The fastest-growing parts of the valley aren’t in Langley, Chilliwack, Harrison or any other town. Instead, you have to look to two unincorporated rural areas: Areas D (Popkum and surroundings) and H (Cultus Lake and the Columbia Valley). Each saw their populations grow by more than a third over the last five years. Both areas now have more than 2,000 residents, with around 600 more people in each area than in 2016.
But not all rural areas have seen significant (or any) growth.
Electoral Area C (Harrison Mills, Lake Errock, and Hemlock Valley) grew modestly; the population of Area E (Chilliwack River Valley) was level; and Area G (Dewdney/Deroche/Hatzic Island) and Area B (Yale/Sunshine Valley) now have fewer residents than five years ago.
The fastest-growing neighbourhoods
No Fraser Valley area has welcomed so many new residents as Langley’s Willoughby neighbourhood, located just south of Highway 1 between the 200 Street and 216 Street exits. Nearly 29,000 people now live in the rapidly densifying area, up more than 10,000 from just five years prior.
In Abbotsford, the fastest-growing area is along South Fraser Way and George Ferguson Way. Abbotsford has sought to turn the area into a denser, more-walkable neighbourhood. Between 2016 and 2021, the area’s population increased by 29% and 1,600 people.
Mission saw the vast majority of its growth in its new northern neighbourhoods, where 1,700 more people now live than five years prior. Areas closer to downtown grew modestly, by around 4%.
Chilliwack’s fastest-growing neighbourhoods are along Keith Wilson Road, just north of the Vedder River, and in Promontory, on the flanks of its southern hillsides. The two areas have added more than 4,500 residents between them over the last five years.
Growth on the north side was also substantial, with the area between Highway 1 and the rail line seeing the most new residents.
What’s to come
Wednesday’s census figures are only the first to come out this year. More will be released as the year progresses. The next batch of data will include more details about Fraser Valley residents, including their age, their sex at birth, their gender, and the type of houses they live in. That information will be important in determining how the Fraser Valley is changing demographically. But it will also mark the first time the census will be counting Canada’s transgender and non-binary residents more accurately. The data will need to be interpreted with caution, as those groups are small. How much data will be released at the local level when it comes out in April is unknown, but it will be a significant step forward in getting accurate statistical information about transgender and non-binary populations in the country.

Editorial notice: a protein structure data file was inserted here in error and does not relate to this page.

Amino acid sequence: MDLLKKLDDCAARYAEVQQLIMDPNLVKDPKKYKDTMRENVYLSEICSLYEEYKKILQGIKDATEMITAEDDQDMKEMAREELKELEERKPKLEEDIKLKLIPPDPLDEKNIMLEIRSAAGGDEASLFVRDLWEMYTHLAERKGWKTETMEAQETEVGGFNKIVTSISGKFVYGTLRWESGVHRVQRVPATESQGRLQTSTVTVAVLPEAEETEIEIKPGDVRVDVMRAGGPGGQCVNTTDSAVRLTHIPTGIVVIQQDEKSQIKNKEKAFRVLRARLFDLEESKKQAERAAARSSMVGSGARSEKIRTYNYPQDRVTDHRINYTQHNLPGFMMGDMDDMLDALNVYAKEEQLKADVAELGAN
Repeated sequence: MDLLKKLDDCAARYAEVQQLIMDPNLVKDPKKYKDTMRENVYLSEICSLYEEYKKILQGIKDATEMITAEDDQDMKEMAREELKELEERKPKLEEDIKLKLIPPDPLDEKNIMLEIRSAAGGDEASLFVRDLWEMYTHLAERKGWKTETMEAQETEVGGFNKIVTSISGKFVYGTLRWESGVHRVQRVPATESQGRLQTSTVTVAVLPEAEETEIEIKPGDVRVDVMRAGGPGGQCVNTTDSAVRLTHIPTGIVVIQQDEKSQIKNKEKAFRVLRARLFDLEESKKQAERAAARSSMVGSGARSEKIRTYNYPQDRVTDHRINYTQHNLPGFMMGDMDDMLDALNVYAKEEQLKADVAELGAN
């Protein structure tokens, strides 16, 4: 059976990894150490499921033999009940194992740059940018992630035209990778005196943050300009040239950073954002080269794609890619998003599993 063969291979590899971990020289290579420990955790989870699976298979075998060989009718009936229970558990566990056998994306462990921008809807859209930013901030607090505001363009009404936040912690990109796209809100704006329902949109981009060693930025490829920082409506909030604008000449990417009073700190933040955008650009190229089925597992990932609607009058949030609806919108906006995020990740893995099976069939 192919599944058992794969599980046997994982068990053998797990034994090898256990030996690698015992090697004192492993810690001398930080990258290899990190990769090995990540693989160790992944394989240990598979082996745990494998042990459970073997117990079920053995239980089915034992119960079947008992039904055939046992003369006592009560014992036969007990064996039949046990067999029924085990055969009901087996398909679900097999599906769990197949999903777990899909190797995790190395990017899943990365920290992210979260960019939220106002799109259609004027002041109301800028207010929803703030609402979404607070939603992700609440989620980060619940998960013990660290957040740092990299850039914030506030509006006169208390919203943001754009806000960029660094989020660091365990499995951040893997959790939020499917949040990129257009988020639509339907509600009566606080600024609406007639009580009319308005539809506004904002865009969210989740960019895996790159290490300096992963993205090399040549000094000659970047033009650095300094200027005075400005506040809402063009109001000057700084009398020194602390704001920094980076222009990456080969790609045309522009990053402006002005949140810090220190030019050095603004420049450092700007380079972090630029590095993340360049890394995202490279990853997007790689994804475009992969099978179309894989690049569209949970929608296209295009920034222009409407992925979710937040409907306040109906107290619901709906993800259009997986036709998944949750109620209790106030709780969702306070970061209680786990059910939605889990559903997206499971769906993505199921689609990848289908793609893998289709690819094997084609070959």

The figures will also suggest how the region’s politics, culture, and infrastructure is changing. And it will be vital in determining what schools, infrastructure, and amenities are needed to support the region’s growing population.
In July, Statistics Canada will release census data on families, households, marital status, military experience, and incomes. That will give us a better understanding into how household sizes and compositions are changing, and whether Fraser Valley residents are getting richer or poorer. August will show us the linguistic diversity of Fraser Valley residents, including which languages are spoken most commonly at home.
In September, data on Indigenous people across Canada will be released. Housing data will be released at the same time. That will show how many renters there are in the valley, as well as how old the houses are, how many are in need of major repairs, and how many people are spending more than 30% of their income on housing.
In October, we’ll find out about the cultural diversity of the Fraser Valley, including which religions residents ascribe to and where they were born. It will also include how people are moving to and from the valley from within the country and the province.
The final 2021 census release is all about work and education. At the end of November, we’ll learn how educated Fraser Valley residents are, where they work, what language they speak at work, and how far they have to commute. All seven of the releases will combine to give us an updated picture of who is living in the Fraser Valley, and what their lives are like. We’ll be able to drill down information to a neighbourhood level, or look at overarching trends. And then, we’ll wait another five years before another census will show us how our valley continues to grow and change.
Files from Grace Kennedy